Surprising Risk Factors for Hearing Loss in Utah

About one in five residents of American Fork has hearing loss. Many can blame the usual suspects: advancing age, noise exposure or trauma. But there are other factors that can lead to hearing loss in Utah – and some of them are bound to surprise you.

Unexpected Causes of Hearing Impairment

woman trying to sleep with hearing loss

According to your American Fork audiologist, the following factors – while less common – can contribute to hearing loss.

  • Sleep Apnea. Sleep apnea is a sleep disorder characterized by relaxed tissue in the throat that blocks the airway, causing loud snoring and pauses in breathing that occur during sleep. This leads to a drop in oxygen levels and increases the chances of developing a number of serious health problems including heart disease, stroke, diabetes and hearing loss, the latter the result of reduced blood flow to the inner ear. The chronic snoring that accompanies sleep apnea can also contribute to irreversible damage of the hair cells in the cochlea that transmit sounds to the brain.
  • Excessive alcohol consumption. An occasional beer during a weekend barbecue is harmless enough, but when a couple of drinks turn into many, problems occur. Excess alcohol consumption increases your risk for many serious health problems such as cardiovascular disease, hypertension and stroke. Too much alcohol also negatively affects your hearing when it damages the central auditory cortex of the brain, making it work harder to process and interpret sounds and affecting your ability to distinguish low-frequency noises. In addition, alcohol impedes balance, making you more prone to falling and suffering an injury.
  • Iron deficiency. Researchers at the University of Pennsylvania found a correlation between iron-deficient anemia and hearing loss while examining the medical records of more than 305,000 adults. Patients suffering from this blood disorder had double the risk of developing hearing loss compared to people without an iron deficiency. This illustrates the mineral’s importance in furnishing the hair cells of the cochlea with a healthy blood supply.
  • Mumps. Mumps cases are on the rise despite the decades-long availability of a vaccine. “Anti-vaxxers” opposed to immunizations are the reason behind the recent large jump in mumps cases across the U.S. People who contract the disease are susceptible to a number of serious health complications, including hearing loss. While it’s a fairly rare side effect of the disease (between one and four percent of people with mumps will develop hearing problems), it’s not worth the risk considering the safety and efficacy of a vaccine that has been protecting children from the virus since the 1960s. Check with your American Fork health professional for an immunization schedule for your child.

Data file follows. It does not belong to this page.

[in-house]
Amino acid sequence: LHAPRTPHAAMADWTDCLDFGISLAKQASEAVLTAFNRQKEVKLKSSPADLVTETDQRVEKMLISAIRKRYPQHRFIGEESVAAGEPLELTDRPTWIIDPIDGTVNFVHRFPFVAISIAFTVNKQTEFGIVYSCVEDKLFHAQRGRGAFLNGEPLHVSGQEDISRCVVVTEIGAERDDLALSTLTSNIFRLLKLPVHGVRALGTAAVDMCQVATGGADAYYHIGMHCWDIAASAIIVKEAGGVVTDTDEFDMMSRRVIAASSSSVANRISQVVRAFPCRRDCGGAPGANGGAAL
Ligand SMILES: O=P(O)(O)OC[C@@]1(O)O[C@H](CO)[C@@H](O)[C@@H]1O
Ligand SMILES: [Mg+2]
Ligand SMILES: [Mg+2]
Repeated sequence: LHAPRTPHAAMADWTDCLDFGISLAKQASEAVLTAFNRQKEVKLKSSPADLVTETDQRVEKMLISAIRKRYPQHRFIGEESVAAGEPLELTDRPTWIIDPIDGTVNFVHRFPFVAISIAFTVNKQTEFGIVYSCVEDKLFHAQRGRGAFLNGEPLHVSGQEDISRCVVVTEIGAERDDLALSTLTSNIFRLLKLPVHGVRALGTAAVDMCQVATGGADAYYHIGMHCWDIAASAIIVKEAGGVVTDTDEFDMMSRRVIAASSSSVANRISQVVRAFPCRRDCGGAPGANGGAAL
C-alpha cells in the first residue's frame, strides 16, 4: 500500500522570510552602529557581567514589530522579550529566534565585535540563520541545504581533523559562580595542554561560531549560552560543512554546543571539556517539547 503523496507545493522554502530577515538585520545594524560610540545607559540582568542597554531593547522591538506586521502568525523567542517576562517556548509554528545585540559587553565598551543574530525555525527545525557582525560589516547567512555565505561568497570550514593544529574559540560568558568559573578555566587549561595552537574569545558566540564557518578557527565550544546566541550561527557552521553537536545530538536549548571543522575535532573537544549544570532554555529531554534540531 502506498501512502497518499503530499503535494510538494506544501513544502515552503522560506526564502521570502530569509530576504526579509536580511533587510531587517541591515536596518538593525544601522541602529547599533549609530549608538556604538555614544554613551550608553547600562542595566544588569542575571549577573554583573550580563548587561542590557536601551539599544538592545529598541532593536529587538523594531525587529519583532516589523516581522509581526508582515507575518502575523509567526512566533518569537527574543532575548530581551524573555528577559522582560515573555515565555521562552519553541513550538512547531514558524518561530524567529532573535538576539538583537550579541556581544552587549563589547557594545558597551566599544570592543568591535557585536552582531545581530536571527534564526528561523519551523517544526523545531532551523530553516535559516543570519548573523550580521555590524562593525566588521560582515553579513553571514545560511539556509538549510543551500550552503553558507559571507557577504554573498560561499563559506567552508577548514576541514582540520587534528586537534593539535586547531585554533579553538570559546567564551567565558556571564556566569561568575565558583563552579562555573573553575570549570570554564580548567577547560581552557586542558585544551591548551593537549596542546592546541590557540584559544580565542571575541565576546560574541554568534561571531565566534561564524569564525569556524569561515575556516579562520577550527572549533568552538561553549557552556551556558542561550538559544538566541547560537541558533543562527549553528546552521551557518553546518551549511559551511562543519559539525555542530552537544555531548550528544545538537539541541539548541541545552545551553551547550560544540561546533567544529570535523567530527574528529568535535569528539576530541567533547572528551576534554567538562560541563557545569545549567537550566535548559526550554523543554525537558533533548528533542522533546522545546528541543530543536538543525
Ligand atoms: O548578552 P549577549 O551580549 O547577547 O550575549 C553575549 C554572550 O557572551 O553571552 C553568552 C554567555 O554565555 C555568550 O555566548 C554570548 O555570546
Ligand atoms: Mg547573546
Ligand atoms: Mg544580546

• Stress. Chronic stress diverts oxygen to your muscles, preparing you to react quickly to imminent danger. The problem is, there is rarely an actual threat to your person, so the oxygen being redirected to your muscles from other key areas – such as the blood supply that feeds the inner ears – is doing much more harm than good. Over time, you may experience permanent damage to the hair cells of your cochlea, resulting in hearing loss.
  • Vaping. Vaping is seen as a healthier alternative to smoking by many, but the ingredients in e-cigarettes can cause damage, too. Nicotine restricts blood flow to the inner ear, depriving the hair cells of oxygen, and propylene glycol is an alcohol-based solvent that can damage hearing when used topically.
  • Erectile dysfunction drugs. Erectile dysfunction drugs such as Viagra, Cialis and Levitra contain PDE-5 inhibitors that improve blood flow. Though uncommon, one possible side effect is sudden sensorineural hearing loss, a condition that develops with little or no advance warning. EDs and some 200 other medications are considered ototoxic, meaning they can cause temporary or permanent hearing loss or tinnitus. Check with your doctor if you observe changes to your hearing soon after starting a new drug regimen.

Hearing loss as a side effect from any of the above is pretty uncommon but being informed can make the difference between successful early treatment and permanent impairment. For more information on factors that can cause hearing loss in American Fork, contact your audiologist today.

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